Starting a Chemical Business
Starting a chemical business seems so reasonable. Get some space, build or buy a hood, get the basic stuff- glassware, a rotovap, a vacuum pump, some chemicals, and start to work. We chemists are able to do the lab stuff. Basic transformations, separations, purifications, etc. We exist to do these things. But transmuting matter is the easy part.
There are many other things to do beyond mere synthesis when you have a company. You have to manage a physical facility. Deal with the state health department to get a haz waste permit so someone will come get your waste. Bring in the fire department to inspect the place, review your emergency plans and MSDS collection so they can arrive informed of what to expect in an emergency. You need to find an insurance carrier to provide some basic insurance coverage for the site.
Cash flow is life itself. You need to have cash in reserve to pay for raw materials well in advance of shipping your product out the door. It’s called working capital. Figure on carrying the cost of raw materials for several months before you actually get paid for your product. Once you do get the product shipped, the payment terms clock begins. Most companies offer 30 days net. This is called commercial credit and do not expect to get it easily from your suppliers. Of course, your customer will expect 60 days net.
To get commercial credit, you’ll have to get a Dunn & Bradstreet number. Then you’ll have to fill out applications and hope that you can get approximately decent terms. Chemical companies have a certain amount of due diligence to do when starting a new account. They will allow a modest credit initially (eg., $1000 for 30 days net) to protect their financial position. But they also have some responsibility to the safety of the public in regard to where they send hazardous shipments to. Their nightmare is to send hazardous materials to some 14 year old puke in Cleveland who found a tattered copy of “The Anarchists Cookbook” in his Grandpa’s attic and decided that he wants to make a nitro ester to impress his friends. To avoid this, some locations may be barred for shipment of hazardous materials. So make sure that your site is zoned properly.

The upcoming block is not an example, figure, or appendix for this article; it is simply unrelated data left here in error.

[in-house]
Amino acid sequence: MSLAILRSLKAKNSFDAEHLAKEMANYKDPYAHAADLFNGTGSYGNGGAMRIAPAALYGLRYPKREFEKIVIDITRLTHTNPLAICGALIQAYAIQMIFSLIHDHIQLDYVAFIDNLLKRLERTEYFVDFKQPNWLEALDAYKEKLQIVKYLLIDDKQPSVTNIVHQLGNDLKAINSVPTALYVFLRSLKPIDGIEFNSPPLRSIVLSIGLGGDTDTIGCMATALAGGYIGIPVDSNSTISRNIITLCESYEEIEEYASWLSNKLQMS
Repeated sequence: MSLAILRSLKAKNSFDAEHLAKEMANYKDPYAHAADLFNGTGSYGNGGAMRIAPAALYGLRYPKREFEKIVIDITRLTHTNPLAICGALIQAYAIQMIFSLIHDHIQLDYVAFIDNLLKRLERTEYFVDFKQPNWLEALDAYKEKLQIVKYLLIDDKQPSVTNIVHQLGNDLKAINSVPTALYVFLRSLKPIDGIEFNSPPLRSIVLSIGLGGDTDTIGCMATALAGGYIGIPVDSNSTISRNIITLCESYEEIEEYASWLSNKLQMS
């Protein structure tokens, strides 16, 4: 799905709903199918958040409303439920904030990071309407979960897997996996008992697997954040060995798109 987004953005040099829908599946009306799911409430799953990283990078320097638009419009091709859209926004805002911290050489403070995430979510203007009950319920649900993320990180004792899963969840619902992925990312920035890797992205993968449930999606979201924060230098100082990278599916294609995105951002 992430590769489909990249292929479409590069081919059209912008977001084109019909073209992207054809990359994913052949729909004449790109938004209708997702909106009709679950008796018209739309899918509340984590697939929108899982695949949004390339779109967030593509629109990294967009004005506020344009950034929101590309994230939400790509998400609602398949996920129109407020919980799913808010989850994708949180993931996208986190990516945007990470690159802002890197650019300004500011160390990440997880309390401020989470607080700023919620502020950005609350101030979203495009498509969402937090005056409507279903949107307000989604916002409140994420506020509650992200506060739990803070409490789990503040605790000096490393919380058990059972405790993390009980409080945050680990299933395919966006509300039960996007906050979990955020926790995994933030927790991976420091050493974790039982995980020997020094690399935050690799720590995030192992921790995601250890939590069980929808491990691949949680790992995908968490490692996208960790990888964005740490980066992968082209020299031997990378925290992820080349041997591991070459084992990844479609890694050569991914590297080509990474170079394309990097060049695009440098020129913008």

Collecting payment from a customer can go smoothly or very poorly. Customers who do not manange their working capital very well may strapped for cash until they get paid for their product. Accountants in the receivables department refer to their “aging schedule” to keep track of how late various accounts are. Getting timely payment can be a problem. Some companies will offer terms like a 1 or 2 % discount for payment in 10 days.
One of the most important hires you bring on is the receivables person. It is best to hire the most savage accounting troll you can find for this position. Their job is to watch the accounts aging and to call and threaten bodily harm to the slackers who are behind on their payments. A long list of past due accounts can bring you down like a lead balloon. Take no prisoners. This is life and death.
For a startup, following a synthesis procedure is straightforward. However, if you need an NMR spectrum, you are going to have to be clever. You can pay through the nose to have a commercial lab get you one. But if you have to follow a purification by NMR, it can get to be problematic fast. This is where your grad school experience can let you down. By that I mean, an over-reliance on NMR. For a lean & mean startup, you can’t rely on expensive spectroscopic methods to get you to an endpoint. That is, unless you’re flush with money.
Which brings up a philosophical point. Many people start a business on the assumption that they need venture capitalists to rain money on them to do the startup. If you can possibly avoid it, do so. If you have to get venture capital, then consider bringing on a professional business manager to deal with it. Venture capitalists are not merely smart, they are cagey. They exact a large toll on the shares of ownership of a startup they fund. You can find yourself as the founder being a minority shareholder. These people serve a valuable purpose in the startup world. But remember, there is a price to be paid for using their money.